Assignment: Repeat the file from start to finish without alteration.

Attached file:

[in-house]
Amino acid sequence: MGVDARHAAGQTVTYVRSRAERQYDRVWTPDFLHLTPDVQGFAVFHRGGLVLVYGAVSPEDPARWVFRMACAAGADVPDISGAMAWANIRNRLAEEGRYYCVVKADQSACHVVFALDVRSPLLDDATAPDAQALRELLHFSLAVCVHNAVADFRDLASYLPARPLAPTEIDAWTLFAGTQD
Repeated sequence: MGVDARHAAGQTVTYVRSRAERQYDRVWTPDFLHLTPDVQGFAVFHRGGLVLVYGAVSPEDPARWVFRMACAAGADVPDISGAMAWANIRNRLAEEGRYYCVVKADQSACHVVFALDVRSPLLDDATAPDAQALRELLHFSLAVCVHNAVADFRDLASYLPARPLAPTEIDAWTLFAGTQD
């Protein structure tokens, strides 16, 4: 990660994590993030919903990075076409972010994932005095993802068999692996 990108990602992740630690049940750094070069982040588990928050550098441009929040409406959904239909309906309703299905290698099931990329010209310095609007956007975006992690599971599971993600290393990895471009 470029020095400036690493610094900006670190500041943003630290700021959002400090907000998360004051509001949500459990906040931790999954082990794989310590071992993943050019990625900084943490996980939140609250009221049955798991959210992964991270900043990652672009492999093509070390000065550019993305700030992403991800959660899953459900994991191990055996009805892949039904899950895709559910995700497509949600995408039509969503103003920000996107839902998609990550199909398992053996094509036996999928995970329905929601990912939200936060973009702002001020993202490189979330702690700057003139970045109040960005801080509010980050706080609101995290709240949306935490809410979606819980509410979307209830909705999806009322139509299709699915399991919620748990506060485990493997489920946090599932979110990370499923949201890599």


[in-house]
Amino acid sequence: MGVDARHAAGQTVTYVRSRAERQYDRVWTPDFLHLTPDVQGFAVFHRGGLVLVYGAVSPEDPARWVFRMACAAGADVPDISGAMAWANIRNRLAEEGRYYCVVKADQSACHVVFALDVRSPLLDDATAPDAQALRELLHFSLAVCVHNAVADFRDLASYLPARPLAPTEIDAWTLFAGTQD
Repeated sequence: MGVDARHAAGQTVTYVRSRAERQYDRVWTPDFLHLTPDVQGFAVFHRGGLVLVYGAVSPEDPARWVFRMACAAGADVPDISGAMAWANIRNRLAEEGRYYCVVKADQSACHVVFALDVRSPLLDDATAPDAQALRELLHFSLAVCVHNAVADFRDLASYLPARPLAPTEIDAWTLFAGTQD
């Protein structure tokens, strides 16, 4: 990660994590993030919903990075076409972010994932005095993802068999692996 990108990602992740630690049940750094070069982040588990928050550098441009929040409406959904239909309906309703299905290698099931990329010209310095609007956007975006992690599971599971993600290393990895471009 470029020095400036690493610094900006670190500041943003630290700021959002400090907000998360004051509001949500459990906040931790999954082990794989310590071992993943050019990625900084943490996980939140609250009221049955798991959210992964991270900043990652672009492999093509070390000065550019993305700030992403991800959660899953459900994991191990055996009805892949039904899950895709559910995700497509949600995408039509969503103003920000996107839902998609990550199909398992053996094509036996999928995970329905929601990912939200936060973009702002001020993202490189979330702690700057003139970045109040960005801080509010980050706080609101995290709240949306935490809410979606819980509410979307209830909705999806009322139509299709699915399991919620748990506060485990493997489920946090599932979110990370499923949201890599």